Remember the Napoleon

Even if you think you know your Traverse City business history, it still might surprise you to learn that Chrysler, Ford and General Motors were not the only Michigan-based car companies faced, at some point at least, with shaky finances even while manufacturing solid vehicles. No, almost a century ago the only automobile manufacturer to be headquartered right here in Traverse City faced challenges similar to those the Big Three encountered not so long ago.

It's expensive to make a car today, and apparently it was expensive to do it just after the turn of the century, too. Back in 1918, the Traverse City Motor Co. had dozens of unfilled orders for both of their reliable and affordable vehicles – the Chummy Four and the Big Six – yet the business itself was still floundering. Capitalization was the problem and it wasn't a new one, either.

Lack of cash flow was actually the reason the former Ohio company, previously named "Napoleon Motor Co.," decided to relocate to Traverse City in 1916 and change its name. The Traverse City Chamber of Commerce lured the car-maker here by promising use of an Eighth Street warehouse rent-free as well as a stock sale that would raise as much as $75,000. Those promises were mostly kept: The warehouse was suitable for the work and in June of 1917 a stock sale was launched at the City Opera House. Later that same year, 2,000 stockholders, business leaders and interested onlookers attended an open house at the newly remodeled warehouse, now a state-of-the-art car plant. An orchestra played, people gave speeches, and salesmen milled through the crowd selling stock. The full $75,000 goal wasn't met, but people did buy and the effort raised enough capital to get the business started in its new home.

All of Traverse City had a stake in making the company successful – one of the city's biggest employers, the Oval Wood Dish Co., moved out of town only weeks ago, taking along its 200 workers and their families. Another industry was needed, preferably one not related to lumber or wood, and many believed the Traverse City Motor Co. was it. In the early 1900s, as many as 1,000 new automobile manufacturers were popping up randomly across the country like stones under a car tire. Some would make it, most would not, and financing was often the deciding factor.

When it was founded, the company made one car a day. After its move to Traverse City, that output doubled for several months, then declined again. In 1918 the company produced 95 cars, added a truck model and produced 25 of those. The trucks were popular and profitable, but yet another influx of cash was needed for the business to switch gears and add a line of trucks. Four men with experience in the automobile business, W.C. Rath, C. D. Peet, Stanley Rae and W. H. Schmaltz, invested $20,000 each, and moved their families into the former lumber baron's houses on Sixth Street.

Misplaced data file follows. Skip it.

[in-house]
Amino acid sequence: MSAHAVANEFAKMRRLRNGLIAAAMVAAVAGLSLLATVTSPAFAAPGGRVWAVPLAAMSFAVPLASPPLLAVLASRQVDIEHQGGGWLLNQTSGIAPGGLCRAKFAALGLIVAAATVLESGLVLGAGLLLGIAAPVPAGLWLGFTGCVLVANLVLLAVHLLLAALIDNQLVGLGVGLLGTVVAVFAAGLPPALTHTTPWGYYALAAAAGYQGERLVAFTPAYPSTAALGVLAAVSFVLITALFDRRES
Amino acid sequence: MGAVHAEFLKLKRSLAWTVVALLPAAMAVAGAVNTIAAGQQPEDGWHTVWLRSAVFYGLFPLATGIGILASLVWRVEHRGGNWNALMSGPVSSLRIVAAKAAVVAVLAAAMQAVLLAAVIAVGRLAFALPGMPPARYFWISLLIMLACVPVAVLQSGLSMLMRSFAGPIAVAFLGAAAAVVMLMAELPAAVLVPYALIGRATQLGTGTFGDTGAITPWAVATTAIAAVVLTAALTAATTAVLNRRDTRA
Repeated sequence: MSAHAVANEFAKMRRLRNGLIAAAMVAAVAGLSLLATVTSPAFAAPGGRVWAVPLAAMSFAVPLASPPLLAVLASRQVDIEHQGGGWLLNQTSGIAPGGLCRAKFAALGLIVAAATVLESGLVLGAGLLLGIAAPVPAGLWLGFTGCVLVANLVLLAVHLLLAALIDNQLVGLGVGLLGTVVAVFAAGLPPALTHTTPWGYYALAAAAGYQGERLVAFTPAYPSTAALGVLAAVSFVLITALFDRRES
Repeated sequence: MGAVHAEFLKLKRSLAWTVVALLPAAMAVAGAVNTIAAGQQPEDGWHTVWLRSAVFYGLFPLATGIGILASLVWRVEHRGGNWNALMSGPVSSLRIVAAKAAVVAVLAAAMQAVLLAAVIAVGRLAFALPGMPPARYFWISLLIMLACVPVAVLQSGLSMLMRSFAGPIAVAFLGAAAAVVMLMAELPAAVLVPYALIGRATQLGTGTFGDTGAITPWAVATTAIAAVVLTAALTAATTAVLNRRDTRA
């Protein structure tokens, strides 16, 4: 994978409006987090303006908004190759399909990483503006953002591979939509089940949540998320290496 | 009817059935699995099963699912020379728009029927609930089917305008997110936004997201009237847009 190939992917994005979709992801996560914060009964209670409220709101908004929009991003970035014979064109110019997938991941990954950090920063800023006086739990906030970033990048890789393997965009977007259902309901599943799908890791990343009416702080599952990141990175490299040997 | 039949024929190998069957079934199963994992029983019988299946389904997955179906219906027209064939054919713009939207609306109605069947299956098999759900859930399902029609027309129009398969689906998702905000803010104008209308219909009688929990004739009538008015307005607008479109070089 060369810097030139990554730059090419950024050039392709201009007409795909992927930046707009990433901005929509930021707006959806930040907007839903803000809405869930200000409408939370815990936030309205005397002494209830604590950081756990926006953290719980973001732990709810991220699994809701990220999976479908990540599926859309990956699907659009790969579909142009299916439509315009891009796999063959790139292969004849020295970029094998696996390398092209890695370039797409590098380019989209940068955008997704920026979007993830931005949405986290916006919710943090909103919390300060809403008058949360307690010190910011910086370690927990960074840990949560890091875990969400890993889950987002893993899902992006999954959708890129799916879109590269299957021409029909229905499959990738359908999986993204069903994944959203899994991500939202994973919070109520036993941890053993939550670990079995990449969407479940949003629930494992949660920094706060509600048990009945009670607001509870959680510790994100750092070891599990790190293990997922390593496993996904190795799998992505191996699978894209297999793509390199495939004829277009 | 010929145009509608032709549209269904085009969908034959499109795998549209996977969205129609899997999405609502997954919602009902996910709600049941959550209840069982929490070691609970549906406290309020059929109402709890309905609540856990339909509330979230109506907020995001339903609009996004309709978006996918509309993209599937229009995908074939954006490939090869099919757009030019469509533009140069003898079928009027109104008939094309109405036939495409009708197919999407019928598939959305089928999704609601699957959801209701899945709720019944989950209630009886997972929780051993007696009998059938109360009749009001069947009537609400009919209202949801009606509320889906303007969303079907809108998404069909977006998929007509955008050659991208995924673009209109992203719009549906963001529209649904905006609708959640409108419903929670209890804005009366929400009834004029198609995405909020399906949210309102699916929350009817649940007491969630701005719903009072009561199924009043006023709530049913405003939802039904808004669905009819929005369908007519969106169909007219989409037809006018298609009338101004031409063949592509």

"Just give us a few weeks and we will show you a decided change in the local plant," Rath told a reporter from the Traverse City Record-Eagle. "Watch our smoke!"

Another stock sale was organized. This time, business leaders were more circumspect, but our area's farmers, clerks and laborers supported the new business with their hopes and their wallets and bought another $25,000 of stock, again $10 at a time.

The four men did seem to know their business. The factory was re-tooled and streamlined, issues in the supply chain were addressed, the bookkeeping system was modernized, and the name of the company was changed back to "Napoleon." By 1919, the plant was working at its peak, manufacturing 125 trucks and 125 cars. Fifty men worked 10 hours a day and on some days, five cars rolled off an assembly line. By 1920, the trucks were so popular and profitable, the car line was dropped. Five trucks a day were now the regular output, not the exception, and they were purchased by national and even international buyers. Napoleons went to India, Belgium and England. Employees were given raises, $1,000 life insurance policies, and even plots on company land for vegetable gardens.

This was also the close of World War I and steel was in short supply, a post war recession loomed, and the railroads, used day and night for years to transport war supplies, were in bad shape. Manufacturers like Traverse City's Napoleon Motor Co. were soon faced with dire supply delays and a shrinking customer base. By 1921, only thirteen men were still employed by Napoleon. In 1922 the once vibrant plant sat idle and in 1923 the business failed and the building was sold to a fruit company which itself soon went out of business.

And that probably would have been the end of the Napoleon, if not for the curiosity and mechanical ability of two men from northern Michigan. Sometime in the 1990s Dennis Kuhn, an organizer of the Buckley Old Engine show, saw what he thought was a Napoleon rotting in a neighbor's swamp. It turned out to be a Dodge with a Napoleon radiator, but Kuhn was hooked – he wanted to restore a Napoleon truck, though none could be found. In 1997 he saw an advertisement in Hemmings Motor News for a 1919 Napoleon truck in startling disrepair. Most of the original wood, including the steering wheel, the body and the wheel spokes, had been burned in a Nebraska prairie fire. He bought it anyway and he and retired machinist, Carl Kreiser, spent two years restoring it. In 1999 it was displayed at the Buckley Old Engine Show and in July it took the monthly place of honor in the Hagerty window.

"But for the failure of the Napoleon Motor Company," wrote our now deceased local historian, Al Barnes, "Detroit might well be taking a back seat to Traverse City today."

Thanks to the Traverse City History Center for background information.

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